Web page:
Hysteria says much about law's foes - The Explorer: Editorials

Hysteria says much about law's foes

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Posted: Tuesday, May 4, 2010 11:00 pm | Updated: 8:08 am, Thu Mar 24, 2011.

I quit carrying a wallet years ago on a visit to Italy, where the pickpockets are experts and profile Gringo Turistas. I keep cash in my front pants pocket and other stuff in my shirt. No one carries "papers" much anymore. We carry plastic.

Each morning I determine which plastic "papers" I'll need. Driver's license – for more than just driving. It's the universal identifier for transactions both public and private like airline travel, cashing a check, or buying a gun, although interestingly I wouldn't need it to buy a car. In my car there is registration and proof of insurance mandated by law but also part of common sense in case of an accident.

I then add my health insurance identifiers, my AAA card, a couple of debit cards, AMEX, and options depending on the day's schedule such as a Costco card or a Hertz #1. On election days I add my Voter ID Card. During the day I will be asked by several people from both the private and public sector to produce one of them.

We all carry "papers." We have for years. We cannot function without them short of living like Jeremiah Johnson in the deep forest. It is not the same as wearing a marker in Nazi Germany if you were Jewish, and to ignorantly compare it to that debases Holocaust victims.

When Eliot Ness and company hit Chicago back in the '20s, they didn't spend much time on guys named "Sven." As a descendant of Italian immigrants I am not offended. All cultures and ethnicities who immigrate bring some baggage with them and we do them no favor by pretending otherwise. We actually insult them by imagining they identify with those who break our laws, be it an Italian gang, a Caribbean drug cartel or other forms of illegal behavior such as "entry" and using fraudulent documents to cover it.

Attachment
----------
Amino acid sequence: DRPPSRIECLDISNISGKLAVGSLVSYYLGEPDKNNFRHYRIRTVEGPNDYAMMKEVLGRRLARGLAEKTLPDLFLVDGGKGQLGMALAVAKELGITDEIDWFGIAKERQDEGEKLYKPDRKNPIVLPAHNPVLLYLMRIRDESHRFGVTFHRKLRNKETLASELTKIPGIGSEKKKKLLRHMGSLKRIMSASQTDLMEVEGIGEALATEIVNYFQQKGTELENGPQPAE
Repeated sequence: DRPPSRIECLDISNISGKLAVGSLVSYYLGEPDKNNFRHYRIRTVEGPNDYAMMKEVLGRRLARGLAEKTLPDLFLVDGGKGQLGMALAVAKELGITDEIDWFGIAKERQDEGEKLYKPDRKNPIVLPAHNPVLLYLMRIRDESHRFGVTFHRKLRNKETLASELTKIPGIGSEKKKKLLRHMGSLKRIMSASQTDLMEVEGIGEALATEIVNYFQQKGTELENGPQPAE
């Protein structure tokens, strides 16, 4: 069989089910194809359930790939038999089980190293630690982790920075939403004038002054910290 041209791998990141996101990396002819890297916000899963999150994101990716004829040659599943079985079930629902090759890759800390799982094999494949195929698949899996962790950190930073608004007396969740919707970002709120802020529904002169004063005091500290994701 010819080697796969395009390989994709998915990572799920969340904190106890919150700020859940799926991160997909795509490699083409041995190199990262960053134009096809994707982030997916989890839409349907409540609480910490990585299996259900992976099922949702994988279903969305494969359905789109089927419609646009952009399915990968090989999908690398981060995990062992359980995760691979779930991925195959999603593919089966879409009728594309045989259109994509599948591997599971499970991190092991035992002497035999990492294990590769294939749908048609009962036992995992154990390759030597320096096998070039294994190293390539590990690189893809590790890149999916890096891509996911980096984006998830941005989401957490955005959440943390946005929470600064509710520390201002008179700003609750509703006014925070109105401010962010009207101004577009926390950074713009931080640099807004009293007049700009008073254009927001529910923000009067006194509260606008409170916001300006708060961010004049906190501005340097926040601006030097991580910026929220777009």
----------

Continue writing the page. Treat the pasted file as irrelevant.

The hysteria over Arizona's recent immigration law tells us much about many of its opponents. Most simply do not like any law that further buttresses current federal immigration policy because pending enough votes in Congress to change it, they don't want it enforced.

Passing a state statute supplementing federal policy is hardly an act of nullification. Yet many of those claiming that a state has no right to do so simultaneously support allowing localities to engage in nullification through the creation of "sanctuary cities," something the Arizona law eliminates.

Know how to tell when the left is losing a policy debate? They revert to name-calling and attacking the motivation of their opponents. Oppose school overrides? You hate children and teachers and want everybody to be ignorant. Don't favor a sales tax increase? You're greedy and selfish. Want illegal immigration curtailed? You must be a racist.

For evidence check the morally superior and snot-impacted personal epithets found regularly on cable news, columns, letters and on-line comments from the left. Add the violent rock throwers we recently saw in Phoenix. Nothing illustrated the difference between present left and right better. After all that phony whining over nasty and divisive Tea Party folks, note that none of them ever hit a cop with a bottle.

Those who focus on hidden motivations are usually hiding their own. If every illegal alien here suddenly disappeared, as one lefty movie presented, so would at least 20 safe Democrat Congressional districts along with many state legislative seats. Voting by illegals isn't the main goal of big city Democrat bosses, more representatives are. Like the 3/5 clause in the original Constitution allowing slave states increased representation, places where illegals congregate get the same at full value on today's version of the old plantation.

Think about that next time some self-appointed phony "leader" claims "racism."

Hear Emil Franzi and Tom Danehy Saturdays 1-4 p.m. on KVOI 1030AM.

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